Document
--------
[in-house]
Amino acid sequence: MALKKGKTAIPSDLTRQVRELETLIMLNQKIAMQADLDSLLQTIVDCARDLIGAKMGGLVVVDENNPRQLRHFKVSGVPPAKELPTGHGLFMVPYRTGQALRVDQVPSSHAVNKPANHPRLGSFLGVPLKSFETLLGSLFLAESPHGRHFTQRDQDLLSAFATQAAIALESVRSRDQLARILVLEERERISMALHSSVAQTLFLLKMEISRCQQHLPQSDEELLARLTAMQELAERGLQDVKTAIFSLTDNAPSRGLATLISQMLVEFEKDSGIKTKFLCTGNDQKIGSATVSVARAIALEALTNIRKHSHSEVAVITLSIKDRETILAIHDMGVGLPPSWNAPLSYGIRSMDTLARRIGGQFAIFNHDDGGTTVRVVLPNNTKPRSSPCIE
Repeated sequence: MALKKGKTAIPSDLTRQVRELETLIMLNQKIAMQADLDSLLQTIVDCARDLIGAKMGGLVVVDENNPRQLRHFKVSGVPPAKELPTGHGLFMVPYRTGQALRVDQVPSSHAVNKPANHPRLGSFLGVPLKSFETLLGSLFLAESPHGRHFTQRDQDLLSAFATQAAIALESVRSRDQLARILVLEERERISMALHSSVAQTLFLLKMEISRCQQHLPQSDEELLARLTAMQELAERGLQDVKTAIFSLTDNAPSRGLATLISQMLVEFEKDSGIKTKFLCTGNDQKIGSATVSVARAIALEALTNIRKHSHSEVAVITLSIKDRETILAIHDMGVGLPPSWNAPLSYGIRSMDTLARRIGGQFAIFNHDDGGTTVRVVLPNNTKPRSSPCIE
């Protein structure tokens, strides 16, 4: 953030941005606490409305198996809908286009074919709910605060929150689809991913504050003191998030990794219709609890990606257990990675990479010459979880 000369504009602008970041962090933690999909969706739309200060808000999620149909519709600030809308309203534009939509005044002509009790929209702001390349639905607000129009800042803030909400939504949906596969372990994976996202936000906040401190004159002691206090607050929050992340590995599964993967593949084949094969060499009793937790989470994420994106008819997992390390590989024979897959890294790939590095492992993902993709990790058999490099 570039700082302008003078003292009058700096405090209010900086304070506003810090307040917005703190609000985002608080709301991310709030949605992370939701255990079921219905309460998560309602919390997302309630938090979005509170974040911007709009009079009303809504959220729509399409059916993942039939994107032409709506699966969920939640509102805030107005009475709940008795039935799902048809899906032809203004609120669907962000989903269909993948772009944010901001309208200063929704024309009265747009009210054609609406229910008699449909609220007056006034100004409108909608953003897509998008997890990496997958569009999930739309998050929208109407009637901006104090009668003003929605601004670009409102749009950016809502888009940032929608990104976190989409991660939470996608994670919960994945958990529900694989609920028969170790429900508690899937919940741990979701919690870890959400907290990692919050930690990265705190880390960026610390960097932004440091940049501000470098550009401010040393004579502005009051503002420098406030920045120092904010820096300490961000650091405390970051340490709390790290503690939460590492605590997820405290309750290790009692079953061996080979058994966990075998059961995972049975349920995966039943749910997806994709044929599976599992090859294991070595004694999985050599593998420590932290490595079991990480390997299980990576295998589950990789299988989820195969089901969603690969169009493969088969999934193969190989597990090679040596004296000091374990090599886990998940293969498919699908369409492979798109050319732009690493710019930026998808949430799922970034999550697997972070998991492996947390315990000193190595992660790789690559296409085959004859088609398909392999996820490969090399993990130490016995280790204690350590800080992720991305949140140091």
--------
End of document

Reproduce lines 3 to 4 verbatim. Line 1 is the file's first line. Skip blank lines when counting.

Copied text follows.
Repeated sequence: MALKKGKTAIPSDLTRQVRELETLIMLNQKIAMQADLDSLLQTIVDCARDLIGAKMGGLVVVDENNPRQLRHFKVSGVPPAKELPTGHGLFMVPYRTGQALRVDQVPSSHAVNKPANHPRLGSFLGVPLKSFETLLGSLFLAESPHGRHFTQRDQDLLSAFATQAAIALESVRSRDQLARILVLEERERISMALHSSVAQTLFLLKMEISRCQQHLPQSDEELLARLTAMQELAERGLQDVKTAIFSLTDNAPSRGLATLISQMLVEFEKDSGIKTKFLCTGNDQKIGSATVSVARAIALEALTNIRKHSHSEVAVITLSIKDRETILAIHDMGVGLPPSWNAPLSYGIRSMDTLARRIGGQFAIFNHDDGGTTVRVVLPNNTKPRSSPCIE
């Protein structure tokens, strides 16, 4: 953030941005606490409305198996809908286009074919709910605060929150689809991913504050003191998030990794219709609890990606257990990675990479010459979880 000369504009602008970041962090933690999909969706739309200060808000999620149909519709600030809308309203534009939509005044002509009790929209702001390349639905607000129009800042803030909400939504949906596969372990994976996202936000906040401190004159002691206090607050929050992340590995599964993967593949084949094969060499009793937790989470994420994106008819997992390390590989024979897959890294790939590095492992993902993709990790058999490099 570039700082302008003078003292009058700096405090209010900086304070506003810090307040917005703190609000985002608080709301991310709030949605992370939701255990079921219905309460998560309602919390997302309630938090979005509170974040911007709009009079009303809504959220729509399409059916993942039939994107032409709506699966969920939640509102805030107005009475709940008795039935799902048809899906032809203004609120669907962000989903269909993948772009944010901001309208200063929704024309009265747009009210054609609406229910008699449909609220007056006034100004409108909608953003897509998008997890990496997958569009999930739309998050929208109407009637901006104090009668003003929605601004670009409102749009950016809502888009940032929608990104976190989409991660939470996608994670919960994945958990529900694989609920028969170790429900508690899937919940741990979701919690870890959400907290990692919050930690990265705190880390960026610390960097932004440091940049501000470098550009401010040393004579502005009051503002420098406030920045120092904010820096300490961000650091405390970051340490709390790290503690939460590492605590997820405290309750290790009692079953061996080979058994966990075998059961995972049975349920995966039943749910997806994709044929599976599992090859294991070595004694999985050599593998420590932290490595079991990480390997299980990576295998589950990789299988989820195969089901969603690969169009493969088969999934193969190989597990090679040596004296000091374990090599886990998940293969498919699908369409492979798109050319732009690493710019930026998808949430799922970034999550697997972070998991492996947390315990000193190595992660790789690559296409085959004859088609398909392999996820490969090399993990130490016995280790204690350590800080992720991305949140140091």